And here is why that's so concerning to me: ours is not a nation state or a municipality, ours is the governing body of a religion. Let me state that again for emphasis. Ours is a religion! We come together once a year to guide the fate of an institution devoted not to meeting the physical needs of protection and defense but the SPIRITUAL needs of protection and defense. There is no higher calling. We are in ministry to each other and to our religion as a whole. When we miss the voice of the voiceless in these halls we can take away hope. We can destroy trust. We can insert our need for "process" between our siblings and their higher selves, their higher spirits, their deity!!!

We have choices in how we engage in our denominational polity. We can choose to let every voice have its say. Or we can listen to the voices that are, even in our houses of worship, far too seldom heard. We can listen to those voices first; we can give weight to those needs first; we can step back from our own need to be heard or counted and make sure that they are heard and counted. First. 

As we move forward as a denomination and yes, even within our congregations, may we make that choice. After all, what would Jesus do?

Tuesday, June 14, 2016

Some (very) quick thoughts about responsible gun control

I wrote the comments below in response to a request for a civil debate about gun control in the aftermath of the Orlando tragedy. Listed are several questions that have been posed as to the usefulness and realness of imposing some sort of gun control(s) in America that are often asked by those who are adamantly opposed to any restriction on the 2nd Amendment.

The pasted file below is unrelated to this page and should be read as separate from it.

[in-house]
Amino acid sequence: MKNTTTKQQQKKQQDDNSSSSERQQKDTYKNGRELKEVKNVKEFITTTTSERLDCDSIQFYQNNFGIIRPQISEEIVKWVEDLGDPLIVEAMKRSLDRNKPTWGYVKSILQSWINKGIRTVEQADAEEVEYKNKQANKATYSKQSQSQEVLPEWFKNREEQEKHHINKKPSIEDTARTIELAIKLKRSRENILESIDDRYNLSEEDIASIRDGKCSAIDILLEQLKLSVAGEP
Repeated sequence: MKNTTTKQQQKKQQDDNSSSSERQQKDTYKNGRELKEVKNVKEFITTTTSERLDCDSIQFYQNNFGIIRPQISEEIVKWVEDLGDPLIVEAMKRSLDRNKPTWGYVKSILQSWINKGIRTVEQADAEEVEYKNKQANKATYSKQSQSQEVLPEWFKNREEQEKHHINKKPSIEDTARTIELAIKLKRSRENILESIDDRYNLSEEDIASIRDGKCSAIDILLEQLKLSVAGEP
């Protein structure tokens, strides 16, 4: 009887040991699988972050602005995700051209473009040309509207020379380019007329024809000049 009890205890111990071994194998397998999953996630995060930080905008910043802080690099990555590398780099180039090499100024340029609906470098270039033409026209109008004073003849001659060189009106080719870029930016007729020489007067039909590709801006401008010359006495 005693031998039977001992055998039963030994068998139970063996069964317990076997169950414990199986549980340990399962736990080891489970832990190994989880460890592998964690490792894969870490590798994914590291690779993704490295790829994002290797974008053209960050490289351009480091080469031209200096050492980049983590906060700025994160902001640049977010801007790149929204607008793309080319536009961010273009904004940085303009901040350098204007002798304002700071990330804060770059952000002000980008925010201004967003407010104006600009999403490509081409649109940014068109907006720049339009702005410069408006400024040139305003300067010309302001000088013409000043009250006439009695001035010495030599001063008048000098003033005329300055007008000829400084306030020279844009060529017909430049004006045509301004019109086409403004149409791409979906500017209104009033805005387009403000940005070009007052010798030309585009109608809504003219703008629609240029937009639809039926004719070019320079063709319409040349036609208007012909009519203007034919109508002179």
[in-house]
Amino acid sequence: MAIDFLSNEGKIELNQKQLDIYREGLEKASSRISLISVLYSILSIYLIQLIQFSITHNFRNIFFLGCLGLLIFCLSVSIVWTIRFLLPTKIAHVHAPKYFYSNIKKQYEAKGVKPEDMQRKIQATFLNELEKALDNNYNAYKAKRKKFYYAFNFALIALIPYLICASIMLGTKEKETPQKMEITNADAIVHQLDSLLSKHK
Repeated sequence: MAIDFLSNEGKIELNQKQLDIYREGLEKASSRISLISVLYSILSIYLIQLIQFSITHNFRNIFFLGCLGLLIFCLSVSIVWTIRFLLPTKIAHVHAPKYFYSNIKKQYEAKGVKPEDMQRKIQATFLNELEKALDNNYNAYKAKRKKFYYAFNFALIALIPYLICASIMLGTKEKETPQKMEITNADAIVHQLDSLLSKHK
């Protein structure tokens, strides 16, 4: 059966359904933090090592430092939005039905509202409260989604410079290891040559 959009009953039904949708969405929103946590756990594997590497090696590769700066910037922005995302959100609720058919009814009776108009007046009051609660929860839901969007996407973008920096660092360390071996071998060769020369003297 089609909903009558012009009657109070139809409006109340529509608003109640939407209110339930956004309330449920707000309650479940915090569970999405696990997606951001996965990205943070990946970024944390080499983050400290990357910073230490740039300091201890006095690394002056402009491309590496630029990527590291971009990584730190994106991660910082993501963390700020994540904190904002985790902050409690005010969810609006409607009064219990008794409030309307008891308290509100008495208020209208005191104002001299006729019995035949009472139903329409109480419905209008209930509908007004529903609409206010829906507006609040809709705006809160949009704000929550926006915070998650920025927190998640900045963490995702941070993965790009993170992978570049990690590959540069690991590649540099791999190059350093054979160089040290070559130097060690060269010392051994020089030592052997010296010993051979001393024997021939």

I invite comment on this post - please. But I will NOT allow a flame war and comments MUST remain respectful.

Q) Why ban a rifle that is less powerful than others out there?

A) The AR-15 is in a class of weapons designed for the express purpose of being used in war. A combination of light weight, portability, high magazine load (typically 30 rounds although that is regulated in some states) and the capability of loading 75 and 100 round drums (legal to own but not use and easily available on the Internet) combined with the "Macho" factor (after all the military variant of this weapon was standard issue for many years) give it a certain cache. Perhaps that's why it was the weapon of choice in the shootings in San Bernardino, Calif., Aurora, Colo., and Newtown, Conn. as well as Orlando. Additionally, although it is illegal to own a fully automatic version without (fairly) hard to come by licenses the AR-15 can easily be modified to fire fully automatic with instructions available on YouTube and tools you can buy at any hardware store or gun shop. Personally, I can see no reason to use this weapon for hunting as there are cheaper and more accurate rifles available on the general market that would suit better to nearly any game you might choose.

Q) (paraphrase) What about the large number of guns in the "banned" categories that are out there already?

A) We can't get rid of every weapon or even a large percentage of them without either the cooperation of gun owners or through confiscation. We could do a cash for guns buyback program though either with direct cash payments or a tax credit issued when the weapon is certified as destroyed by a regulated agency. We could also compensate dealers for their existing inventory for any weapons that are "banned"

Q) Won't the guns we lose and sell to foreign countries be purchased back through the black market?